I’m really not conceited enough to think that the breakup of Arcane Malevolence should take up an entire music column on this excellent e-zine. I originally decided to fit it in as a supplement to a bigger issue. Over the last few days however, I’ve come to realize that the breakup of my band IS a big deal to a number of people; more of a big deal than the band members themselves make it out to be. Being the vocalist of this band, I’m surprised that we really meant that much to people, and I suppose our breakup deserves a more thorough explanation. It’s not my place to explain the case of my band mates and their reasons to move on, but I can certainly speak for myself. So here we go…
First of all, I am honored to say that this band was a part of my life for the last three years. Because of a last minute decision, I took a leap of faith and joined in on something that truly felt special. It wasn’t just the music that turned me on, but more importantly, it was the people. For the first time in the eight-or-so years of being involved with bands, I was grouped with three people I had no musical history with – it was immediately refreshing. What I didn’t know at the time was that these three people were to easily become three of the best people I’ve ever been in a band with. In the entire three years that we were together, there was never any drama, jealousy, complication or unnecessary confrontation. They are and will remain very good friends of mine, and in no way do I regret joining in with them. On top of that, this band also introduced me to a shit-ton of other great people that I probably wouldn’t have ever met had I not gotten involved. There are too many names to mention, and you all know who you are anyway.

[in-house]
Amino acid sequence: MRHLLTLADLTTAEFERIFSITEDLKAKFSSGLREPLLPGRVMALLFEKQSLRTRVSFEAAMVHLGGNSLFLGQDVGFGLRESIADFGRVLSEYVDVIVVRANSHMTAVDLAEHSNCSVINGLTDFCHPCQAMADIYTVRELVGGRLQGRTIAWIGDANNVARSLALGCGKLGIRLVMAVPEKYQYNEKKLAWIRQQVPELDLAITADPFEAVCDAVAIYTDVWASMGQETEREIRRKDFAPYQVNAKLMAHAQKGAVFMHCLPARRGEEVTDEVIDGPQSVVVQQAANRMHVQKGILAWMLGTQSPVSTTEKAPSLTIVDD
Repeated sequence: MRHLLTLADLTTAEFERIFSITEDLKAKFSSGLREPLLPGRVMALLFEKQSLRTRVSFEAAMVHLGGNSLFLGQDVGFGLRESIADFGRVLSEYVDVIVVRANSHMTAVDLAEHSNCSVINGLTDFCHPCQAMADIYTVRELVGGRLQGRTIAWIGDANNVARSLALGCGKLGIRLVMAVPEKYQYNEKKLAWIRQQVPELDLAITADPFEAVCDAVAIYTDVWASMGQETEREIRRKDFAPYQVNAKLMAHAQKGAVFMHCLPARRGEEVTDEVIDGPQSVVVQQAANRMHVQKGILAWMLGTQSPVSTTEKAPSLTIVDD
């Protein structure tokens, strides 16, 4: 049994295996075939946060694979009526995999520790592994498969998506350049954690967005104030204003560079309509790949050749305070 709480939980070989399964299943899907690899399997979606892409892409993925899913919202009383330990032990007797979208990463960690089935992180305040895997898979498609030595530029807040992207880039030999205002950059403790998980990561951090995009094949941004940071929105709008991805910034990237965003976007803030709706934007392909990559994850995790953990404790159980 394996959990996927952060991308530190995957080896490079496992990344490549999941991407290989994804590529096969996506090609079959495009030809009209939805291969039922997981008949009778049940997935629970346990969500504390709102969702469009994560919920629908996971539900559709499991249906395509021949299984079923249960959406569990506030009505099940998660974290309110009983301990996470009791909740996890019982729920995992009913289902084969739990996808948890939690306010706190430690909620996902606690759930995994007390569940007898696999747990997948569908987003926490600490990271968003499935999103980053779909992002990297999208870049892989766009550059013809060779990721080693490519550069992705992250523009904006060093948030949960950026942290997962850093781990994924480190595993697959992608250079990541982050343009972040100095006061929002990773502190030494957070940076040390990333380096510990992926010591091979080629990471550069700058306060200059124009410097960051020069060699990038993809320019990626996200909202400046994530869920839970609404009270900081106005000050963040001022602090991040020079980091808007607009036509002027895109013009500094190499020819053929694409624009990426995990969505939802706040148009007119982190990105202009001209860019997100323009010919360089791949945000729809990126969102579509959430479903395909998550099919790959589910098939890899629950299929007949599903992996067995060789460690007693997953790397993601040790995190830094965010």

There are three personal reasons for me parting ways with this band. Firstly, I’ve never thought of myself as a strong singer or musician in general. I’ve always felt like a writer trying to fit into a performer’s costume and it never really fit right to me. Up to this point, I’ve gotten away with it. I have my strengths I suppose; I can scream and growl with the best of them. However, I’m not that great of a singer, nor do I know anything about how to play or compose music. I feel that these inabilities would soon become a handicap and would deter this band or any other metal band’s agenda of pushing the boundaries and pushing the music forward to another level. In short, I’m not good enough to travel outside my comfort zone.
Secondly, there’s the matter of performing. When I first joined the band, my live presence was based on some estranged method of releasing a lot of pent up anger and aggression. I wasn’t a happy camper I guess, and to deal with this I decided to become a ranting, comedic and dancing maniac on the stage. This (for some reason) became immensely popular to my band mates and our “fans” and became a staple of our live act. At first it was fun, and therapeutic! Over the last year or so however, I’ve become a much happier person. The result of this is that the madman that I turned into when performing became less and less of a part of who I was, and more of a character; a character that’s become increasingly taxing to portray accurately. I no longer have a desire to go on a stage and be a crazy person for people, and acting like one for the sake of tradition has become stale and silly. I still have my anger issues, but they’re dealt with now in a calm and streamlined fashion. I feel I can express a whole lot more with paper and pen then some joke-cracking insult-machine with shitty dance moves ever could. (Editor’s Note: See video below…)